BioNews reporting from ESHRE conference, Copenhagen: Human embryonic stem (ES) cells may be capable of growing into egg and sperm cells in the laboratory, UK scientists say. Behrouz Aflatoonian, part of a team based at the University of Sheffield, told the annual conference of the European Society of Human Reproduction...
20 June 2005 - by Dr Jess Buxton 
It's ESHRE conference week again - thousands of fertility and embryology experts have gathered in Europe to discuss the latest research into new fertility treatments, and a host of related topics. This year, the annual meeting of the European Society of Human Reproduction and Embryology is taking place in Copenhagen, Denmark...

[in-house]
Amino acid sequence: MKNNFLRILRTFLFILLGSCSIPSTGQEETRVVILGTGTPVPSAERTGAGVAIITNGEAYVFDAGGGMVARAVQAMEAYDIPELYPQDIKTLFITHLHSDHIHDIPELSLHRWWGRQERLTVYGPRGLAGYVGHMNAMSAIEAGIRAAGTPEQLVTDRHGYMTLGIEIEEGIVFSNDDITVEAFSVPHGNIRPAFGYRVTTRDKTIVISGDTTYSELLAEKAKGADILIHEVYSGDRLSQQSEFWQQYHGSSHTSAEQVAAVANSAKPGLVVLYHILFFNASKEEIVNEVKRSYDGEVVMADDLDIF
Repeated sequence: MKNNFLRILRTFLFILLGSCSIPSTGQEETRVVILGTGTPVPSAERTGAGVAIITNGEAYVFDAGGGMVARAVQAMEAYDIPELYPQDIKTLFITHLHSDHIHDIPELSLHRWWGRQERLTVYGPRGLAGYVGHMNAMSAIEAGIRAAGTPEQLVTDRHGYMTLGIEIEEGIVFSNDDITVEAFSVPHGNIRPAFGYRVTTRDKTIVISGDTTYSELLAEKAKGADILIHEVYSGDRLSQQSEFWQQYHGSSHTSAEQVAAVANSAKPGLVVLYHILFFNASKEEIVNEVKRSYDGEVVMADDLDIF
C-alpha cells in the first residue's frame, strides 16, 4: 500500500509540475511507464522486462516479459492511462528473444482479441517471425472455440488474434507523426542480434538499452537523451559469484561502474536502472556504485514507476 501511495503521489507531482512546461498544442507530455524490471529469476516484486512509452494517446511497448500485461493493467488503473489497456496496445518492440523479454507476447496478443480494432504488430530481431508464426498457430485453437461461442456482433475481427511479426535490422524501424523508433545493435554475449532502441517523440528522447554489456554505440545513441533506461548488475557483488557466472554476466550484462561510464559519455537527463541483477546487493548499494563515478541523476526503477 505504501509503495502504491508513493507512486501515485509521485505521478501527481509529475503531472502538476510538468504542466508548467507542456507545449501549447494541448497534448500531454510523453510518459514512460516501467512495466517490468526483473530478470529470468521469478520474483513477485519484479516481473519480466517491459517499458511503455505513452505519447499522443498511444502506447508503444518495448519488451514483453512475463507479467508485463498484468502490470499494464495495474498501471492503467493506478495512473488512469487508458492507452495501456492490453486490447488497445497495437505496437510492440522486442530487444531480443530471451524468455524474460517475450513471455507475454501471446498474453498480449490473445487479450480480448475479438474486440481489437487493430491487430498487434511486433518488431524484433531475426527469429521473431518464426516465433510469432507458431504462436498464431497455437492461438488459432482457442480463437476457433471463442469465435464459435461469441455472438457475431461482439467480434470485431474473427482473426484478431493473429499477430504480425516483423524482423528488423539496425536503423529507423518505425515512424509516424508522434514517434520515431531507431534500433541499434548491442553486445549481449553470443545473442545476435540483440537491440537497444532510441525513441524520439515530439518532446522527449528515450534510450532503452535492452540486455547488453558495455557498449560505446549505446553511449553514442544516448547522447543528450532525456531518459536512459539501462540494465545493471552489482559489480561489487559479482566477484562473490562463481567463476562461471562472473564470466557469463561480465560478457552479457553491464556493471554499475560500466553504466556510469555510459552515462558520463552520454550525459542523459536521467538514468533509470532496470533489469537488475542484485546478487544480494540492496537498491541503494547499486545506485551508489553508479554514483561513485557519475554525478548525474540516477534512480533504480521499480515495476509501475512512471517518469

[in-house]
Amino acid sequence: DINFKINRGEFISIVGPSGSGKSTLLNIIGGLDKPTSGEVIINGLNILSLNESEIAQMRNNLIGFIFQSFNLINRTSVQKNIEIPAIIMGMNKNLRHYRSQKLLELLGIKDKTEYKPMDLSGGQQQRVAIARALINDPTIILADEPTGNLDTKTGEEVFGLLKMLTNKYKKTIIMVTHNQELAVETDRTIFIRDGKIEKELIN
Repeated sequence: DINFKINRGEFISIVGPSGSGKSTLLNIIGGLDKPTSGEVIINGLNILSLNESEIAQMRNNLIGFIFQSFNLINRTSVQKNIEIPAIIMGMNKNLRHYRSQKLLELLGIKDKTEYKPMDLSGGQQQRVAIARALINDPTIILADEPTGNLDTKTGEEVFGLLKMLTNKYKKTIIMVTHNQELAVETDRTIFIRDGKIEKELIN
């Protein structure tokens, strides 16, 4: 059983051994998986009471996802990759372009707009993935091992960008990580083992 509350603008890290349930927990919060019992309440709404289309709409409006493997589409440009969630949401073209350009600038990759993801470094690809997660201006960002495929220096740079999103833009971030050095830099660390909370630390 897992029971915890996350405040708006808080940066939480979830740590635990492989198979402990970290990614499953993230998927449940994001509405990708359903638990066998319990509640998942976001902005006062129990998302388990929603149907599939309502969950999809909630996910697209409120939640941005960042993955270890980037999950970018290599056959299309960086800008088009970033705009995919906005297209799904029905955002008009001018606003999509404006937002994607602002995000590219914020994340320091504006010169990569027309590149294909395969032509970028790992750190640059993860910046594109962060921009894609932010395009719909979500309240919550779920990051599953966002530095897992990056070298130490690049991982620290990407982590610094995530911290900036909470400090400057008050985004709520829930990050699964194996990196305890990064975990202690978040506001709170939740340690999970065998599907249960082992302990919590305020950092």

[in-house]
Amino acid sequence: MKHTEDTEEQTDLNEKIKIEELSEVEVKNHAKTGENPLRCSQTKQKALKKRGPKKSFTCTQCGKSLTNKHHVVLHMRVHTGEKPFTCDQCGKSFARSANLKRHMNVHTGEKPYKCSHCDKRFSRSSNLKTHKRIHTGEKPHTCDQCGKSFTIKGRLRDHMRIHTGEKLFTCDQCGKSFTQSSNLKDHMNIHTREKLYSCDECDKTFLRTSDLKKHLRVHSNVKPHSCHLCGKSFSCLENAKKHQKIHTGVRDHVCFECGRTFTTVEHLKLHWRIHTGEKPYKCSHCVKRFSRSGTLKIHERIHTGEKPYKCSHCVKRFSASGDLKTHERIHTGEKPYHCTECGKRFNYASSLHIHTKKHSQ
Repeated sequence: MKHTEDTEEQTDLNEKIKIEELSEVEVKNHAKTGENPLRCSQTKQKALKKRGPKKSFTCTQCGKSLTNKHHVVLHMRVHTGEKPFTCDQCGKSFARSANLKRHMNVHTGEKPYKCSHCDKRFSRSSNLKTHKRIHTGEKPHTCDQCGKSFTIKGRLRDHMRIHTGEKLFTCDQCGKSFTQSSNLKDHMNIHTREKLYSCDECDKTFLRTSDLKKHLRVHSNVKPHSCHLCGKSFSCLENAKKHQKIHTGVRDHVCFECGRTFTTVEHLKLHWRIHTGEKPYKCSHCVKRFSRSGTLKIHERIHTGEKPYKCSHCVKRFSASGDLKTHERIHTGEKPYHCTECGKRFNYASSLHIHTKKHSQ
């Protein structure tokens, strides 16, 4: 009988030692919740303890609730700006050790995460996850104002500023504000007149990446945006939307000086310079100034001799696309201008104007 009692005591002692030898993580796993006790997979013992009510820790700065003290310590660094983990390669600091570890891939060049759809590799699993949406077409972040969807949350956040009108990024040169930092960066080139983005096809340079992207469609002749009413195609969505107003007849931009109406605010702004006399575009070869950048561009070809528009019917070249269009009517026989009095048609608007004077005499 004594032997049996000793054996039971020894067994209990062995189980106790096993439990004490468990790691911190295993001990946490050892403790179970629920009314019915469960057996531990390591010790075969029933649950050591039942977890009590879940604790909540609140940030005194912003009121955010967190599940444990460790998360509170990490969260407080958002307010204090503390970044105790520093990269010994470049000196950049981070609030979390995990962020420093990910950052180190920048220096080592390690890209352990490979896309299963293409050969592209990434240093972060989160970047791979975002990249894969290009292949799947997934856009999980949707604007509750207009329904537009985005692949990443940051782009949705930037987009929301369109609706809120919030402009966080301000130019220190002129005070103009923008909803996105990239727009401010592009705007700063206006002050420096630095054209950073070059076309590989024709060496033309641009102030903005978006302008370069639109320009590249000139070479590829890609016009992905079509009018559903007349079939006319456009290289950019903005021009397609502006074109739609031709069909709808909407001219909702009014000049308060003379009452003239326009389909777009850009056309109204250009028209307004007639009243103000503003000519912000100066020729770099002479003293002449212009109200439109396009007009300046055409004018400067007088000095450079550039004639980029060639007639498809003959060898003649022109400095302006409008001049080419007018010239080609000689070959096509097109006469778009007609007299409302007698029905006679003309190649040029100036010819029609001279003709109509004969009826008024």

11 December 2003 - by BioNews 
Researchers from the Children's Hospital Boston/Harvard Medical School and the Whitehead Institute for Biomedical Research in Massachusetts, US, have created sperm from stem cells and used these cells to fertilise an egg. Their research, which took place in mice, was published in the 10 November online edition of the...
22 September 2003 - by BioNews 
Researchers in Japan have managed to produce mouse sperm from mouse embryonic stem (ES) cells, according to a report in this week's advanced online publications of the Proceedings of the National Academy of Science. The research may prove valuable in the quest to understand and control male infertility. In May...
6 May 2003 - by BioNews 
US scientists have managed to grow egg cells from early mouse embryo cells, an achievement that has implications for research into stem cell therapies and infertility. The researchers, based at the University of Pennsylvania in Philadelphia, found that embryo cells grown in the laboratory could be coaxed into making eggs...